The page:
Ninety-three consecutive postmenopausal females with nonpathologic cervical (Garden 1-4)(24) or trochanteric (two-fragment or multifragment)(25) hip fractures without previous hip fractures or hip surgery who were admitted to Oulu University Hospital between January 1998 and October 1998 formed the basis for the study group. Inclusion criteria and the ambulation at fracture were assessed by a trained nurse at admission. The roentgenograms were inadequate in nine cases (missing calibration scale or inability to maintain the required position on the X-ray table), and they were excluded from the study. Further, 14 patients were excluded because of a failure to find suitable controls with regard to age (patients aged over 85 years were excluded). Thus, 70 patients (fracture group: mean age, 74.9 years; range, 53-85 years) constituted the final study group. Forty-six of them had a cervical fracture (cervical group: mean age, 73.7 years; range, 53-85 years) and 24 had a trochanteric fracture (trochanteric group: mean age, 77.3 years; range, 60-85 years). Sixty-seven percent of the patients were fully ambulatory (able to walk outdoors without help) and all were ambulatory indoors with or without support. Fifty-five percent of the patients did not use any walking aids.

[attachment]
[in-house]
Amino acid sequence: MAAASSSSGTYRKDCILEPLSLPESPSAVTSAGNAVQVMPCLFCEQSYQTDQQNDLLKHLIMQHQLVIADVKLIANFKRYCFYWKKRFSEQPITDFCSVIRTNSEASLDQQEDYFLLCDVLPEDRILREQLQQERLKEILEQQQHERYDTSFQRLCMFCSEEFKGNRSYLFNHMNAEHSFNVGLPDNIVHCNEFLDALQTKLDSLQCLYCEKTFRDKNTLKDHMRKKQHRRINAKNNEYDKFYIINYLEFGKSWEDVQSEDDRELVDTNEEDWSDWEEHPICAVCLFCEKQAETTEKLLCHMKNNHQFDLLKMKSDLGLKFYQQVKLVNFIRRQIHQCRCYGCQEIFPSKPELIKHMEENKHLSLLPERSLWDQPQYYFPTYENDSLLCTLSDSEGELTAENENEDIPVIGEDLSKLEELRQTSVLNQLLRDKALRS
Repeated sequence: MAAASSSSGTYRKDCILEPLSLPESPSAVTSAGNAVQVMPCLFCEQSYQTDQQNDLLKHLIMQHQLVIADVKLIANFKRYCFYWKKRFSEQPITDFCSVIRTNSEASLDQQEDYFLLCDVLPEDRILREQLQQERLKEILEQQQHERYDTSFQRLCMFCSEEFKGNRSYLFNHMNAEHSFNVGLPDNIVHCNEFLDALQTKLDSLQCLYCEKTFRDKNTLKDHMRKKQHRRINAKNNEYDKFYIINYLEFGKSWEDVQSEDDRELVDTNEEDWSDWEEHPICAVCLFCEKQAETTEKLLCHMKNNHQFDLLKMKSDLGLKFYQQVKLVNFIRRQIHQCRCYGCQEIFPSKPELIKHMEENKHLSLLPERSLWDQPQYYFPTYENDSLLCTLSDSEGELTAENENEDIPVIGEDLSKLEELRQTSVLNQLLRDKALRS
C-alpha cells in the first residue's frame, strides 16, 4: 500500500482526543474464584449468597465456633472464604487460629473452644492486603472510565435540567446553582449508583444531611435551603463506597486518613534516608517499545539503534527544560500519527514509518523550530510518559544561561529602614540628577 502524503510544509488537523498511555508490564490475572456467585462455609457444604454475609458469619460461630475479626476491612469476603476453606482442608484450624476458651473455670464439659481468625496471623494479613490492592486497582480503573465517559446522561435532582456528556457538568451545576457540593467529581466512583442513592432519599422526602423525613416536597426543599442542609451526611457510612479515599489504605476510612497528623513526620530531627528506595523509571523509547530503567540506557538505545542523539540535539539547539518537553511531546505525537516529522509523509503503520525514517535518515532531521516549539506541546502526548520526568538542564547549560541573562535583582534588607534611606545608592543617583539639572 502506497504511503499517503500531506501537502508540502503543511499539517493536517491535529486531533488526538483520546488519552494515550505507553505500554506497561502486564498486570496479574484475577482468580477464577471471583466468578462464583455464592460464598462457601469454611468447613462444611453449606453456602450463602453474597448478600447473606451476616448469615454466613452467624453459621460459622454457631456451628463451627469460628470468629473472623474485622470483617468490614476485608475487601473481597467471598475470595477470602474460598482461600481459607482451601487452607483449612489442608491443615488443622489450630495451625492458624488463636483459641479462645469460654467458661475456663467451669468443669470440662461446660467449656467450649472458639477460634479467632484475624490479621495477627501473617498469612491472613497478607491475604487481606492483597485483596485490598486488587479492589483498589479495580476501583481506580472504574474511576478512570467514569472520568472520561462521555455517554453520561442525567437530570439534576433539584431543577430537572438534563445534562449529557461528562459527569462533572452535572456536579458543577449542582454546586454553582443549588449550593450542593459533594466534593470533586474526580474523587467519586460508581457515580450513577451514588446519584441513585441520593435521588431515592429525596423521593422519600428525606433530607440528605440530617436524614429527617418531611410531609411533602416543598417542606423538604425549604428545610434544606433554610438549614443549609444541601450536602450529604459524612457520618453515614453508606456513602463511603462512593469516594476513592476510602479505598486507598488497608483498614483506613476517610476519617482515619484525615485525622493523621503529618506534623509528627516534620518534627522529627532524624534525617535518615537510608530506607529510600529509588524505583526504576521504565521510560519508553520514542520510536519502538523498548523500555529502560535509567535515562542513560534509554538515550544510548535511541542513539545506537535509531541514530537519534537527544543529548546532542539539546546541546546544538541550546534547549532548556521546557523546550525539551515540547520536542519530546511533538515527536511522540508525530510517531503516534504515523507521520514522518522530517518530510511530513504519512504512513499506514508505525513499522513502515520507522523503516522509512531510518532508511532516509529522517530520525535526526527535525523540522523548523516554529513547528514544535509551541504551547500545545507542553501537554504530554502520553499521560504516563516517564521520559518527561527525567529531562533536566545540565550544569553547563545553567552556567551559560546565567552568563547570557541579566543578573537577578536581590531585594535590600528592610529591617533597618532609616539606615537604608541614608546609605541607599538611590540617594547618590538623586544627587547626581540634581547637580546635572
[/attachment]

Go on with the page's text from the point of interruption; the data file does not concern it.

The control group (40 females, mean age, 73.7 years, and range, 63-84 years) was selected from the females who had bone densitometry in a private clinic during the years 1998-1999. The excluding criteria for the controls were hip fracture; any metabolic bone disease; or treatment with sex hormones, calcitonin, or bisphosphonates. All but one was fully ambulatory and 90% did not use any walking aids.

Body weight, height, and body mass index (BMI) were recorded for both the fracture patients and the controls. Written informed consent was obtained from all the patients and controls, and the study protocol was approved by the institutional ethical committee.

Radiographs